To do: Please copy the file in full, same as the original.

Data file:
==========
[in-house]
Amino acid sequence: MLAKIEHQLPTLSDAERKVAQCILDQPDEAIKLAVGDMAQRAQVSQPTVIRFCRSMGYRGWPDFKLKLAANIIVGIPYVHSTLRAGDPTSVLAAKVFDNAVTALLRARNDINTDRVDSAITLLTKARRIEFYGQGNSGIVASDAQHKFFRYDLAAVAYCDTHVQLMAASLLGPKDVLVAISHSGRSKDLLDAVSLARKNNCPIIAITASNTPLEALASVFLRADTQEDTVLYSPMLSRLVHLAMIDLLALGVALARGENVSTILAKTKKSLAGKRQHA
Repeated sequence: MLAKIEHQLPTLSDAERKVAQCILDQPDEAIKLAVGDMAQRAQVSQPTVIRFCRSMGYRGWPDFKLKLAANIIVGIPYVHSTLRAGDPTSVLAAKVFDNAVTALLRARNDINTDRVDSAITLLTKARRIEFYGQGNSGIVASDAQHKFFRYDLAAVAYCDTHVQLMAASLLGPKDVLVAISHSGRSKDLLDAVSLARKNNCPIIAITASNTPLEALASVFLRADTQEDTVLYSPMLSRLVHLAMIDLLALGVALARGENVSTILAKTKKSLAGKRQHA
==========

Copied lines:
[in-house]
Amino acid sequence: MLAKIEHQLPTLSDAERKVAQCILDQPDEAIKLAVGDMAQRAQVSQPTVIRFCRSMGYRGWPDFKLKLAANIIVGIPYVHSTLRAGDPTSVLAAKVFDNAVTALLRARNDINTDRVDSAITLLTKARRIEFYGQGNSGIVASDAQHKFFRYDLAAVAYCDTHVQLMAASLLGPKDVLVAISHSGRSKDLLDAVSLARKNNCPIIAITASNTPLEALASVFLRADTQEDTVLYSPMLSRLVHLAMIDLLALGVALARGENVSTILAKTKKSLAGKRQHA
Repeated sequence: MLAKIEHQLPTLSDAERKVAQCILDQPDEAIKLAVGDMAQRAQVSQPTVIRFCRSMGYRGWPDFKLKLAANIIVGIPYVHSTLRAGDPTSVLAAKVFDNAVTALLRARNDINTDRVDSAITLLTKARRIEFYGQGNSGIVASDAQHKFFRYDLAAVAYCDTHVQLMAASLLGPKDVLVAISHSGRSKDLLDAVSLARKNNCPIIAITASNTPLEALASVFLRADTQEDTVLYSPMLSRLVHLAMIDLLALGVALARGENVSTILAKTKKSLAGKRQHA